I recently wrote a poem about what I called “the best first date of my life.” Here’s some more on that.
She messaged me on a dating site, and we had a great conversation about the things we had in common. We texted, then talked on the phone while I made dinner one night. (Somehow, my chatting about how I hated to handle raw chicken and my sporadic exclamations to my children of “You’re killin’ me, Smalls!” felt like a sexually charged conversation to her. I have a sexy phone voice, apparently. Won’t my previous employers at call centers be thrilled!)
Heather, as we’ll call her, since she has a similarly generic, popular name, is around 14 years older than me. She has short hair, a stocky build, and gorgeous, piercing, ice blue eyes. The age difference didn’t seem like a big deal. I have kids, so that jumps me ahead to a later stage of life than many women my age.
She really, really liked me. I liked her a great deal, too. She is interesting, well read, funny, and a strong personality. She sent me links to songs by Ed Sheeran and Amos Lee about falling in love, saying I made her think of them, they made her think of me.
The evening we talked on the phone for the first time, she had a date with a woman with whom she’d been friends for some time. She said she wasn’t sure what would come of that date; she was far more interested in me. I told her not to worry. I was on an embarrassing number of dating sites, and I was talking to more than just her at the time, so I wasn’t offended.
She didn’t like that. “Don’t tell me that! I don’t want to know that! I don’t want to know that you’re talking to other women!” Her response was so intense that I thought she was joking. I may have told her to simmer down, Kemosabe, as I am wont to tell my children. (If I didn’t, I know that I thought it.)
I don’t remember how we següed from that into the rest of the conversation, but around the time I was finished cooking, she was getting near to where her date was to take place. Within a couple minutes of us hanging up, she texted me and told me that she didn’t like hearing that I talked to other women; it hurt her heart.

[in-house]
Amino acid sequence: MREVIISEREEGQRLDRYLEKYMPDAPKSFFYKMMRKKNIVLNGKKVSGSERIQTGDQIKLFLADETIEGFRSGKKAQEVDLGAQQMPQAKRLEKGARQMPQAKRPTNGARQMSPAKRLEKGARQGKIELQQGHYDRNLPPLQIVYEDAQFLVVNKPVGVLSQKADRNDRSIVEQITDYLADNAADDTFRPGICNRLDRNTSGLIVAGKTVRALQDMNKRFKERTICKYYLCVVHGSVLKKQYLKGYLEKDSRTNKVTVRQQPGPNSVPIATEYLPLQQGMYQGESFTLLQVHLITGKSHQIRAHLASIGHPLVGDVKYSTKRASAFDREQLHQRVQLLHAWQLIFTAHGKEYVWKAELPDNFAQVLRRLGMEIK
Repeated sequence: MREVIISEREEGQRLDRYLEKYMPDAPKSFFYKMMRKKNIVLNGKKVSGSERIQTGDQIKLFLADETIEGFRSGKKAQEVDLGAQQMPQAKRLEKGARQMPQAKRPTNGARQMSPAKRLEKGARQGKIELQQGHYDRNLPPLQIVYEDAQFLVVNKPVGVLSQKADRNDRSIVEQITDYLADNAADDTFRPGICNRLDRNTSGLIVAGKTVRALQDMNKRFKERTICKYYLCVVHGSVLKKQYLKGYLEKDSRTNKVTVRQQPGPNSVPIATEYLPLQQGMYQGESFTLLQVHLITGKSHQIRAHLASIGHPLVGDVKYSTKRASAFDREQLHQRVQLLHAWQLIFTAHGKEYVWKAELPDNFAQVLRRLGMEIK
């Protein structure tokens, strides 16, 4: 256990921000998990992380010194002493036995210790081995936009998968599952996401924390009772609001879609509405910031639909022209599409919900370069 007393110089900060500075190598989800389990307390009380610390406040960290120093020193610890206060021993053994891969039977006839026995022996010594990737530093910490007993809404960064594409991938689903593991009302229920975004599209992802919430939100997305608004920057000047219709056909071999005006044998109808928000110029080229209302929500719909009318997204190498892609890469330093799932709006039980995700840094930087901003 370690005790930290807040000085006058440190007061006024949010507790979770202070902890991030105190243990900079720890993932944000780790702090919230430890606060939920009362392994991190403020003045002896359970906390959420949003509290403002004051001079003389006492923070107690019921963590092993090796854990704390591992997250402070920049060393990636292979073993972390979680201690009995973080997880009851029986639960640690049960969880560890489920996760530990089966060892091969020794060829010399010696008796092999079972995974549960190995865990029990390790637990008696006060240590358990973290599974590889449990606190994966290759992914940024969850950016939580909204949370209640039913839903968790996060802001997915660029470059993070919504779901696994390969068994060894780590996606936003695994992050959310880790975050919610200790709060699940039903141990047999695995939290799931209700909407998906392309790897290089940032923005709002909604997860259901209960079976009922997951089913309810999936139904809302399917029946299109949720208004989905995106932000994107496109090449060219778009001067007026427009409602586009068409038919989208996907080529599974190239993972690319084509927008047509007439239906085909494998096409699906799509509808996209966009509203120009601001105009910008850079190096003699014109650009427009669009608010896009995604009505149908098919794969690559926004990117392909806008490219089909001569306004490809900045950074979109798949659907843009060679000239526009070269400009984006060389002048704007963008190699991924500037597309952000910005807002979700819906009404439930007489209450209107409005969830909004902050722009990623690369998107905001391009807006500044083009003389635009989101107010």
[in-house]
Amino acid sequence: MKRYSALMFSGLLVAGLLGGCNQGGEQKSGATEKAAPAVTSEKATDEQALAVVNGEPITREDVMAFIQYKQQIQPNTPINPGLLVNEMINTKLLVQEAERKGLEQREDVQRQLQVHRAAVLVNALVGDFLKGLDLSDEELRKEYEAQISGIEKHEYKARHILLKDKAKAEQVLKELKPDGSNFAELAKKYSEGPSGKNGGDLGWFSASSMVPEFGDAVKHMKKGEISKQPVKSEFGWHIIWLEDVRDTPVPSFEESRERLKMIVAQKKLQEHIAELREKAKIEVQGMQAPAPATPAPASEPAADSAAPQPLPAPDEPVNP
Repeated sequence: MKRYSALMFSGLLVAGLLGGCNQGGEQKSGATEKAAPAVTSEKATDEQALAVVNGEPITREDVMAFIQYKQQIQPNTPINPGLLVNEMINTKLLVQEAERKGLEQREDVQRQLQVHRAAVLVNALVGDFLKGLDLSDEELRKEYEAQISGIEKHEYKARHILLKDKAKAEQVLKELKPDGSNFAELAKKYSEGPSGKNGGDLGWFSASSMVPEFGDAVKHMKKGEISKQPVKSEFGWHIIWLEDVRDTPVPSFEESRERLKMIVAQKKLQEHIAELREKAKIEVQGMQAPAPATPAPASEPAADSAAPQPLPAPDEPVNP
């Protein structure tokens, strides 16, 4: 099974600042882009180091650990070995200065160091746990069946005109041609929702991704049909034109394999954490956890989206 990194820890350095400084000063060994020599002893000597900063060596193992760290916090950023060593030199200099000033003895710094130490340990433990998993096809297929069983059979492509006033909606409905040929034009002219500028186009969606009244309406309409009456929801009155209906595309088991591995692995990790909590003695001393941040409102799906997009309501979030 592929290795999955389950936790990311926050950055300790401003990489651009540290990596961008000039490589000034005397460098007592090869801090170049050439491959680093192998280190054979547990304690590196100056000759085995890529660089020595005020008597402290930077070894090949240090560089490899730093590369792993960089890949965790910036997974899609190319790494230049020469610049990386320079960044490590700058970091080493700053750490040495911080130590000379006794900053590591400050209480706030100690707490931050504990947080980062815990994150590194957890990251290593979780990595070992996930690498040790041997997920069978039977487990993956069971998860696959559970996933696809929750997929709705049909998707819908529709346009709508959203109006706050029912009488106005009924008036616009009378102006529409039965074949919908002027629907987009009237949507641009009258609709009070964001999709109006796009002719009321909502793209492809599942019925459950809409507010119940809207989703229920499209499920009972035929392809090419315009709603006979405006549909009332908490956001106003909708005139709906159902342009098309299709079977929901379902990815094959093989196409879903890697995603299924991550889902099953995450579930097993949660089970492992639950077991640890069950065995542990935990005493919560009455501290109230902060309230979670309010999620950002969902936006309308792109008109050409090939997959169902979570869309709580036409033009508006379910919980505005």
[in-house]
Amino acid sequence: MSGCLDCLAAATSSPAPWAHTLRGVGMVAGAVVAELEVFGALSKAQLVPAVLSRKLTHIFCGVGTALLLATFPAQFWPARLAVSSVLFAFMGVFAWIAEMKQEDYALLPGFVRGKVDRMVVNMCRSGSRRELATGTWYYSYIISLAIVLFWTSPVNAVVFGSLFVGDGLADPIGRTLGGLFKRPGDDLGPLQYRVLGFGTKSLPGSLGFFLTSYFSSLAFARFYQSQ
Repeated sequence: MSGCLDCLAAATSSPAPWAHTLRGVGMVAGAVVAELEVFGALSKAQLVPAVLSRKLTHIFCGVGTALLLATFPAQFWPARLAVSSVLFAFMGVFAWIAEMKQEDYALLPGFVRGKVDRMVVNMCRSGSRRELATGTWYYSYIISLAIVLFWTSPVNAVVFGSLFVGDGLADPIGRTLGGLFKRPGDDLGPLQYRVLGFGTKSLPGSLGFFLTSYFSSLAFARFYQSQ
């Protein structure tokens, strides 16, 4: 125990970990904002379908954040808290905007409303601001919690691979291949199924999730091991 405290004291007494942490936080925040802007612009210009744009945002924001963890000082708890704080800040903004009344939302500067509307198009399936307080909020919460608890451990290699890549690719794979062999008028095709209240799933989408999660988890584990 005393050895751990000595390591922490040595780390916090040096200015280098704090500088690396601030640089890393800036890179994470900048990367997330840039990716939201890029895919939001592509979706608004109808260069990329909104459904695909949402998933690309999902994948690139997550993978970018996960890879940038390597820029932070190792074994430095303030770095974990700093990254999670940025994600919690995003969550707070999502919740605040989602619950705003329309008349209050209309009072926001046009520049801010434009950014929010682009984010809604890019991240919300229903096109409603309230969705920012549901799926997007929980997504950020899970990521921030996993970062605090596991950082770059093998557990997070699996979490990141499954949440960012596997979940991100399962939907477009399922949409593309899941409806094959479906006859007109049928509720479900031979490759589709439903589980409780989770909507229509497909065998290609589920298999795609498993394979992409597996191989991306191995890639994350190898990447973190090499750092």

After her date was over, she called me, and we had what felt like an intense conversation. She sounded angry at me, and asked me questions about talking to other women, what I was looking for, what I liked about her, whether I really thought I could be with a woman. I remained calm and answered her questions without emotion; the next day I texted her and told her I was surprised that she’d gotten upset with me. She responded that she’d never been upset with me. She had been feeling confused, and she didn’t know what was going on, why she felt so intensely about me, why she felt so jealous when I’d told her she wasn’t the only woman from a dating site with whom I was currently conversing flirtatiously.
We met within a week of that night. About an hour from me and a little over an hour’s drive from her, there is a little bar with a decent menu and drink selection. She bought a bunch of songs on the digital jukebox thing (what are those called?) and told me and the bartender to pick favorite songs. We had a great conversation about family, coming out (or not), jobs, and what we had in common. She knew I found her attractive; I could tell she enjoyed the way flirting with me flustered me. It was cute; it was unnerving to feel the sway she had over me.
We talked about sex. I’d told her that I’d never been with a woman previously; she asked me, “Don’t you want to have sex with some other girls before you have sex with me?”
When it was time to go, we walked outside to the parking lot.
“I want to kiss you,” I told her. I now wonder if I said that robotically.
We kissed. Oh, did we kiss. I put my leftovers on the trunk of my car, and I touched her.
I have flashes of memory of her fingers on the back of my neck, the sounds of my own breathing, the way my body was ready for absolutely anything without any further discussion.
We sat in her car and kissed more. There were occasional jokes about being arrested for indecency in this small town as shirts were unbuttoned.
My head was swimming in the shallows of racing heartbeats and electric touch when she pulled away from me and said, “You need to go. You need to get home.”
I didn’t want to be anywhere but in her car, risking a criminal record, holding my breath, feeling nothing but her.
“You have to work early.”
The goodbye was awkward. I was afraid of being clingy, so I kept my feeling about leaving to myself. I drove home in silence.
It was just after 2 AM when I got a text message from her. “You just left me there like I was nothing.”